University of British Columbia thesis examines Teck Resources implementing autonomous mining at Highland Valley Copper as pilot program.

Clara de Holanda Araujo’s paper “Automation and Skill Evolution: Examining the Impact on Workforce Skillsets in the Mining Industry” uses Highland Valley Copper (HVC) and Teck Resources as a case study on the growing field of autonomous mining.

According to Araujo, “the mining industry has entered Industry 4.0, which has redefined technology’s role in the processing of minerals and metals…That is, entry-level jobs with manual, repetitive and physical characteristics, such as truck drivers, are at high risk of being replaced by automation with the adoption of autonomous haulage systems”

For Araujo’s research, she interviewed various employees from Teck Resources, United Steelworker personnel involved with Highland Valley Copper, and Mining Industry Human Resources.

“Maintaining the privacy of the participants was essential and at the start of the interviews the interviewer asked each of the interviewees how they would like to be addressed on the research,” said Araujo in her paper. “The interviewer suggested using a job title and the company or institution they were representing.”

Teck Resources is a Vancouver based resource firm with operations across North and South America. As a part of Teck’s RACE21 initiative, Teck is testing automation processes at HVC that could be implemented globally.

Currently autonomous haulage systems and Shovel-Sense technology are being tested at HVC. According to Teck Resources, Shovel-Sense technology  “uses sensors on the shovel buckets to analyze the chemical composition of the rock in the bucket and can classify the material as waste or ore in real-time.”

According to the World Economic Forum, nearly 20 per cent of mining and metal workers globally are at risk of being entirely replaced by machines by 2030. Seventy per cent of the mining workforce, those in occupations such as hauling, drilling, and blasting, are at high vulnerability according to the Mining Industry Human Resources Council (MiHR).

Despite risks, Teck Resources has committed to not reducing its workforce due to automation, specifically for the HVC mine. Despite the commitment, “there is still a common fear amongst its employees and communities of interest that fewer opportunities will exist for them due to higher qualifications need,” read Araujo’s thesis.

“One of the key risks is that your entry-level occupations tend to be where mining companies hire the bulk of their workforce, and those entry-level roles are stepping stones for a number of other occupations in the industry,” said a MiHR employee. “When they build a new mine in a community, part of that social license to operate is that the mining company will provide local jobs, will provide entry-level positions for the Community, and that’s part of the social license to operate.”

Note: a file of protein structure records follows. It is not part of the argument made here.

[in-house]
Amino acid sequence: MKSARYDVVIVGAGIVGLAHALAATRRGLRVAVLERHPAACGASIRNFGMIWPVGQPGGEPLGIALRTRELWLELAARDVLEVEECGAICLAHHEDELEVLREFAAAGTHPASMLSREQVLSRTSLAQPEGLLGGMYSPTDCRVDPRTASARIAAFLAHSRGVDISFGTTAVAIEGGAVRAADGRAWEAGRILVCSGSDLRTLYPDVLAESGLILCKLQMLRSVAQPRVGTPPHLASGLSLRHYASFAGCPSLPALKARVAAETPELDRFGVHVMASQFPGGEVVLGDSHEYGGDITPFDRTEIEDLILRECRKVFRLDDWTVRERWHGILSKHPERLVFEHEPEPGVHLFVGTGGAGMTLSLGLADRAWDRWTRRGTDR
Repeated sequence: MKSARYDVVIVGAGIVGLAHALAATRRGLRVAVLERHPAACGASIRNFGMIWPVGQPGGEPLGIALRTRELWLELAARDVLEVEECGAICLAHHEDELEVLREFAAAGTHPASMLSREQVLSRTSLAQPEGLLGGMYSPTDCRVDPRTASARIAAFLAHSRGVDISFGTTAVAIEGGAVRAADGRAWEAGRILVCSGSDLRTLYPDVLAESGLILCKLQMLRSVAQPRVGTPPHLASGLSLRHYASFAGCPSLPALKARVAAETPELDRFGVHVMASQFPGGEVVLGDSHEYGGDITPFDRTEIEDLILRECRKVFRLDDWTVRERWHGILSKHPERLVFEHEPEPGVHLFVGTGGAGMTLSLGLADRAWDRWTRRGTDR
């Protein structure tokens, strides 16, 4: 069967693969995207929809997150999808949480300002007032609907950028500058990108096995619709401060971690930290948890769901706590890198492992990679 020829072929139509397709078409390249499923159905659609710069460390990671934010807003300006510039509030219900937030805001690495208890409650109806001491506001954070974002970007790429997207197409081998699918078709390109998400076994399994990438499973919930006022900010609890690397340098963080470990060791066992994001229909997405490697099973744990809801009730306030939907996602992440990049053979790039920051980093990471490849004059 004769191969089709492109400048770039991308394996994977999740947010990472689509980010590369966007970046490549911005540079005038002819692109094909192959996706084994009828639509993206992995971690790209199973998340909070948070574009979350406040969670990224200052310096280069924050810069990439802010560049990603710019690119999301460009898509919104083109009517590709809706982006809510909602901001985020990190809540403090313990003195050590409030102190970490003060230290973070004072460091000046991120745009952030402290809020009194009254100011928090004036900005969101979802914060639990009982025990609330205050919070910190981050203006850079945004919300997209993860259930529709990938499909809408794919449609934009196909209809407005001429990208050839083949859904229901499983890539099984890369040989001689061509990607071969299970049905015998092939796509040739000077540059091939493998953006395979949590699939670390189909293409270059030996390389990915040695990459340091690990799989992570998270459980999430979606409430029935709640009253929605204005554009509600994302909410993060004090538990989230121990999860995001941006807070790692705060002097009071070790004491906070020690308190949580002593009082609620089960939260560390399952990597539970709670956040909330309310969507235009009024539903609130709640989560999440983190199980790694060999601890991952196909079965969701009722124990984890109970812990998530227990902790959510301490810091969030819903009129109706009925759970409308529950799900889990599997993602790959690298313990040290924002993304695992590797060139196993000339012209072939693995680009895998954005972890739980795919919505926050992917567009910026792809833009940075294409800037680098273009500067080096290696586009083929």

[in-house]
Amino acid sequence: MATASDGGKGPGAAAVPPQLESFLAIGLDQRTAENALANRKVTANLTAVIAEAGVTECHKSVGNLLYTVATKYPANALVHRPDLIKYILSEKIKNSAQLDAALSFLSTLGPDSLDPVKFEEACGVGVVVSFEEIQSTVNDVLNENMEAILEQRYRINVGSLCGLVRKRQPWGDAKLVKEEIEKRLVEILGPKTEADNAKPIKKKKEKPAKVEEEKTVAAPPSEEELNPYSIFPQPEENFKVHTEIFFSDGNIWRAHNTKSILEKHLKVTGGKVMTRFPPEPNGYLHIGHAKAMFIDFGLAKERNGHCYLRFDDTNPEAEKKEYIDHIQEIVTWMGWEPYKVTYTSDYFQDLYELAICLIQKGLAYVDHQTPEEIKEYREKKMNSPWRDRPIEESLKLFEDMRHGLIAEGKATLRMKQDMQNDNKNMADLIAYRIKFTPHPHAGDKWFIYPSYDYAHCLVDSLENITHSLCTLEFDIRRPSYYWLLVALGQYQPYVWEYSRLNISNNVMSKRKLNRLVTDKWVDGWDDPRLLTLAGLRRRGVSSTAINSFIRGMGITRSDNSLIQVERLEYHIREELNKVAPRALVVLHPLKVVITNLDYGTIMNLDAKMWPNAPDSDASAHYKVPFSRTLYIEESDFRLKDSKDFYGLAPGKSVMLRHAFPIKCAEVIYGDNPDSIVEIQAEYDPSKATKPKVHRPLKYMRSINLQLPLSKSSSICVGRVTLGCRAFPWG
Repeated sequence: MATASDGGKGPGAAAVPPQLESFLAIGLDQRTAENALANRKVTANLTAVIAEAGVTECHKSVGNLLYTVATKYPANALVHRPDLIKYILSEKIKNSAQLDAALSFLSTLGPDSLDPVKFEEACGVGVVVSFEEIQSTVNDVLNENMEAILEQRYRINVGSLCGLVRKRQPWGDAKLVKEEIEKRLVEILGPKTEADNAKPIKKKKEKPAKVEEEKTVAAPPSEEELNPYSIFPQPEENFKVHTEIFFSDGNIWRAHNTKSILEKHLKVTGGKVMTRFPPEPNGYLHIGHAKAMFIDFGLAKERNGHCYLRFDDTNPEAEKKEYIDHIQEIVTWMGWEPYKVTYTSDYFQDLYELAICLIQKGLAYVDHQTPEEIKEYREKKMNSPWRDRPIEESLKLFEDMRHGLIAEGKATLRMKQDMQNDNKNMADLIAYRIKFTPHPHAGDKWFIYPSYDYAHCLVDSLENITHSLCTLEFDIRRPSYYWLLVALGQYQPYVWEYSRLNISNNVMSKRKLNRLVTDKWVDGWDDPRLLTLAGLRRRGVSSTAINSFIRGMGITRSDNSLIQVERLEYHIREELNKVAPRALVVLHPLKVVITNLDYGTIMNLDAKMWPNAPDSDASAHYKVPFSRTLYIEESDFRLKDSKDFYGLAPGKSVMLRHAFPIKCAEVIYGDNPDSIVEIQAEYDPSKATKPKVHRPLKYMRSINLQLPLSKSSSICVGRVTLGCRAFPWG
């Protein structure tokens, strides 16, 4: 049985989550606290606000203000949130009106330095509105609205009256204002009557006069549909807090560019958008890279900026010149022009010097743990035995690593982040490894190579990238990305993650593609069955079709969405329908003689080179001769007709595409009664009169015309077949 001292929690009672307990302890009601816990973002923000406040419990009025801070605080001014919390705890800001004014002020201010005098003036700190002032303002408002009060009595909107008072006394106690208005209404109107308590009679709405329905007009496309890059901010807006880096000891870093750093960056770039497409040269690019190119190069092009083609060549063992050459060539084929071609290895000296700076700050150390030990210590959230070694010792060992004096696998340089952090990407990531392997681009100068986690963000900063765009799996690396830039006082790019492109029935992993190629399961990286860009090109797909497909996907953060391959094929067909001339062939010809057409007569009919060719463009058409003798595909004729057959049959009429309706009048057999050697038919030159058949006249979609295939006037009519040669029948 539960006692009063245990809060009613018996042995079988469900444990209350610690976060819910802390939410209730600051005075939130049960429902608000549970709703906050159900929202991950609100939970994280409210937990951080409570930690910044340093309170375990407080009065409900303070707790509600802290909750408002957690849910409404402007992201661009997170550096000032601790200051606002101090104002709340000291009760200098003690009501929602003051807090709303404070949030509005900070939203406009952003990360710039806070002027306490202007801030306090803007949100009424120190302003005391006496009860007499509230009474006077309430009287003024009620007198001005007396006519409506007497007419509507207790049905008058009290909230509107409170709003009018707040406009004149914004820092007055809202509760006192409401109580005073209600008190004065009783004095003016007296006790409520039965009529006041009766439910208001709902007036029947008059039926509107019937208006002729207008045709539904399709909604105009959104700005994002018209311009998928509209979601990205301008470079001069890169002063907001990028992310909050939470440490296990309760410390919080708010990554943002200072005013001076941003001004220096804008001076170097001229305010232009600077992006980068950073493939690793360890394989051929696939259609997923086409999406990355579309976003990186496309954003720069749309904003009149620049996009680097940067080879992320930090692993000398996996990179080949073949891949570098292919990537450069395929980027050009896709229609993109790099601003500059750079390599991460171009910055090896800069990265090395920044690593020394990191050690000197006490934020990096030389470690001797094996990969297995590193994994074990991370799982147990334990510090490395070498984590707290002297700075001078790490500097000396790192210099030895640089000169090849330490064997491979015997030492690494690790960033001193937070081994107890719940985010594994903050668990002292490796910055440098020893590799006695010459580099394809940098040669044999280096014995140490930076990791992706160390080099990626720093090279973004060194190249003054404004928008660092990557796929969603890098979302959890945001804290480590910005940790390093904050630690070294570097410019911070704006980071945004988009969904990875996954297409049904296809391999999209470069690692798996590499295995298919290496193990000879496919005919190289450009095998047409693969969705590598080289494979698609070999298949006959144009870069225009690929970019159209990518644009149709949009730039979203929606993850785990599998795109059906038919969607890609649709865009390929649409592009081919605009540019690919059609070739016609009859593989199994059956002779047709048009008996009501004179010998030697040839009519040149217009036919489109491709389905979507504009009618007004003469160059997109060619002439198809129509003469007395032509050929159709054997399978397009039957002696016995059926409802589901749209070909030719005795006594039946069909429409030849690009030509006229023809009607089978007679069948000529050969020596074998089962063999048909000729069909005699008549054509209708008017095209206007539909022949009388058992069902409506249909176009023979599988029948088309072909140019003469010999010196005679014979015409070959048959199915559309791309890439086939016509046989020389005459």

Despite fears of job loss, some employees see automation as an opportunity to develop and renew their skills.

“There’s a bunch of training that we do; like, you can’t just hop into an autonomous zone. There’s a whole pile of different training that’s required, but it’s all mostly internal training at this point,” said a Teck Resources employee.

As automation continues the concept of a “just transition” has become increasingly prominent in different industries, not just mining.

Araujo cites a paper by Raphael J. Heffron, “although the concept is broad and controversial in its ability to be accurately defined the general idea behind a ‘just transition’ is any of the following “climate justice concerns sharing the benefits and burdens of climate change from a human rights perspective; energy justice refers to the application of human rights across the energy life cycle; and environmental justice aims to treat all citizens equally and to involve them in the development, implementation and enforcement of environmental laws, regulations and policies.”

According to Araujo’s research, there is a shared perspective within Teck Resources that the firm plays a significant role in providing employment for local communities.

“Teck has goals to increase the number of local and Indigenous employees, as well as local and Indigenous suppliers, and I think we have that responsibility, especially at Teck since many of our mines have been around for decades,” said a Teck employee.

Araujo concludes that automation will have benefits such as improved productivity, decreased operating costs, improved enviromental footprint, and employee safety.

However, there is also significant risk with automation such as sociallicense to operate and obsolescence of many entry level mining jobs.

“We talked about post-mining. Are the communities really benefiting in the long term from the mine? It is about people, right? And I don’t think that we’ve looked at it through that lens, nor have we been as intentional as we need to be moving forward,” said a Teck Resources employee.